As well as supporting the land through concious production methods, Schmelzer has done more than anyone to lift the name of Panzano. To him, consumers should know the exact part of Chianti that the wine they buy comes from. He has referenced Burgundy, with its ultra site specific designations and tiered labeling, as a system suited for his own region. Monte Bernardi wines, and those of 18 other producers, now carry a marker that confirm their Panzano origin.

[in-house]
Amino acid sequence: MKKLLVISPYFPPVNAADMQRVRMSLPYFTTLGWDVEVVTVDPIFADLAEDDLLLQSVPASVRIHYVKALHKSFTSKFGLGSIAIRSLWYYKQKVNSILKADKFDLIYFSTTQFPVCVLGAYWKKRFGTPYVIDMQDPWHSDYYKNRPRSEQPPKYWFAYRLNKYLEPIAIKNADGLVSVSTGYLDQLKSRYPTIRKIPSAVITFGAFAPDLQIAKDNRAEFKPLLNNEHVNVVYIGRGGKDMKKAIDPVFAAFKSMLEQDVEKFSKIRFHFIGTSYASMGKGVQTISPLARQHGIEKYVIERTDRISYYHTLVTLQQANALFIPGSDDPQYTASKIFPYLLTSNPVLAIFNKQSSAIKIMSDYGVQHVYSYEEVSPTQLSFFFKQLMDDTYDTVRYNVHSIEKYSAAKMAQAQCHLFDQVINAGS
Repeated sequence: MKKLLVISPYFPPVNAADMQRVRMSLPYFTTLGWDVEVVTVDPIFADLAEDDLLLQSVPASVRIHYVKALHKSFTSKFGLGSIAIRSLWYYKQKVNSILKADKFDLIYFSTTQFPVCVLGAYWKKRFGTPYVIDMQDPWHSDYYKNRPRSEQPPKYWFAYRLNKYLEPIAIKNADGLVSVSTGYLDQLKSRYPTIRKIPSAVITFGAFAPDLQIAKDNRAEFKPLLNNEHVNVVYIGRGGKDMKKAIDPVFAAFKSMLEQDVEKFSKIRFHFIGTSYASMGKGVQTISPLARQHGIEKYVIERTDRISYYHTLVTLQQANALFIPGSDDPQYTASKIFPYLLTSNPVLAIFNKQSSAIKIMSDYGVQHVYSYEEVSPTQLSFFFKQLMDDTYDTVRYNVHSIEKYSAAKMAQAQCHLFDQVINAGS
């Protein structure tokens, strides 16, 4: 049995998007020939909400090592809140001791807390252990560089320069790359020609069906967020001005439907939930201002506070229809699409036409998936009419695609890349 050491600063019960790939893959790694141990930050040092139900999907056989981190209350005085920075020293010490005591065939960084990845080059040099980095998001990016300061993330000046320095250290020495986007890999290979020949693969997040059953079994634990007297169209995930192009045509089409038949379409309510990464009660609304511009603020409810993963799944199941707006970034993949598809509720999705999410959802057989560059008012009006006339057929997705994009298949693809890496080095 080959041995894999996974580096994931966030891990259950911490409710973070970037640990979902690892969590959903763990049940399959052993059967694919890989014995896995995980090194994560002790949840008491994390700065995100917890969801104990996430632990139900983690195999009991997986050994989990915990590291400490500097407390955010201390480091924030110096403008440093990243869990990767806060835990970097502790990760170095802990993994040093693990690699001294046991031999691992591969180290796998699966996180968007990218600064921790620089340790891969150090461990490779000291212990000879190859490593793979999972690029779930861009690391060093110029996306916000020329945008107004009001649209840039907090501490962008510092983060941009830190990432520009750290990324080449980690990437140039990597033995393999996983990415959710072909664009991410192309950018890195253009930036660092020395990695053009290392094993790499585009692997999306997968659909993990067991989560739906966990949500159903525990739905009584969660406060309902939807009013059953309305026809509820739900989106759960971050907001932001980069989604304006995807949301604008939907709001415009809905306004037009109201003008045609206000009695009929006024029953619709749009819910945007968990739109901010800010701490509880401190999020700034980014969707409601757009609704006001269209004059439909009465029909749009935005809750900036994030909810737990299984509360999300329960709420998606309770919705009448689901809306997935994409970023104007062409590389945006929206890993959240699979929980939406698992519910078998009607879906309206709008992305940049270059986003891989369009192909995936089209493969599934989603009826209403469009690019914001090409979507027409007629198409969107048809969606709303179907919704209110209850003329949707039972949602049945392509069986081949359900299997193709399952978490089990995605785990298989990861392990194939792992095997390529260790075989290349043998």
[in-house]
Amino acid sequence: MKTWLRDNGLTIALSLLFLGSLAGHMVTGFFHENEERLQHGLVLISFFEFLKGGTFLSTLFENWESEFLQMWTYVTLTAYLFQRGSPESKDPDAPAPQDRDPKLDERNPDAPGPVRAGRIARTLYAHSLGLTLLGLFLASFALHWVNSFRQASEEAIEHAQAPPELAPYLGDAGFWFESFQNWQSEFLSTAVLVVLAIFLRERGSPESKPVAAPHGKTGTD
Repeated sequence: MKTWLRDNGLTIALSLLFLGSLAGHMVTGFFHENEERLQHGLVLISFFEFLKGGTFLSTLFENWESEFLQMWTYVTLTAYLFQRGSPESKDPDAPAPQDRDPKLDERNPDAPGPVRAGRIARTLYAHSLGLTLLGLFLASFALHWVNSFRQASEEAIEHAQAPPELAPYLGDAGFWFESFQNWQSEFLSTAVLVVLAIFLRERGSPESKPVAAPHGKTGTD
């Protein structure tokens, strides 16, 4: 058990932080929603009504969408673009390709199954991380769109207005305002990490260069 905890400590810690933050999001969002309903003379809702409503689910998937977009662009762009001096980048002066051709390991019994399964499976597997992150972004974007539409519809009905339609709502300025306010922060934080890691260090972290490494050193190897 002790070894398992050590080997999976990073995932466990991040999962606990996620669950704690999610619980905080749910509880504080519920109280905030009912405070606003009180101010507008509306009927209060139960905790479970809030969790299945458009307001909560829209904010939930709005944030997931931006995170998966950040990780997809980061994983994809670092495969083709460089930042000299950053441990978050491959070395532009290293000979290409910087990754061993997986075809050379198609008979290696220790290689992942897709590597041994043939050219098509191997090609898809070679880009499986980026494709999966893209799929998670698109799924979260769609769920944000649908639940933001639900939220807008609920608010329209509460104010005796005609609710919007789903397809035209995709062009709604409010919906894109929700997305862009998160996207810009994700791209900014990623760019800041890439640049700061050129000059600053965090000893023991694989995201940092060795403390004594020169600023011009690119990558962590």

The Schmelzer family is not from Panzano, despite Michael's dedication to the region. He was, in fact, born in Italy, but he moved with his parents and siblings to Michigan at an early age. An episode of Levi Dalton's I'll Drink to That! featuring an amazing conversation with Schmelzer (episode 195) recounts an odyssey of nation-hopping that truly puts our current situation into perspective. The family moved from the United States to Germany, where Schmelzer went to high school and worked in restaurants. Later, in addition to attending univesity in Colorado, he spent the summers at Le Cordon Bleu in Paris. It was here he fortified his love for wine. Next was his winemaking education at Adelaide University in Australia. Despite the curriculum focusing on conventional techniques, he picked up his earnest, biodynamic ways.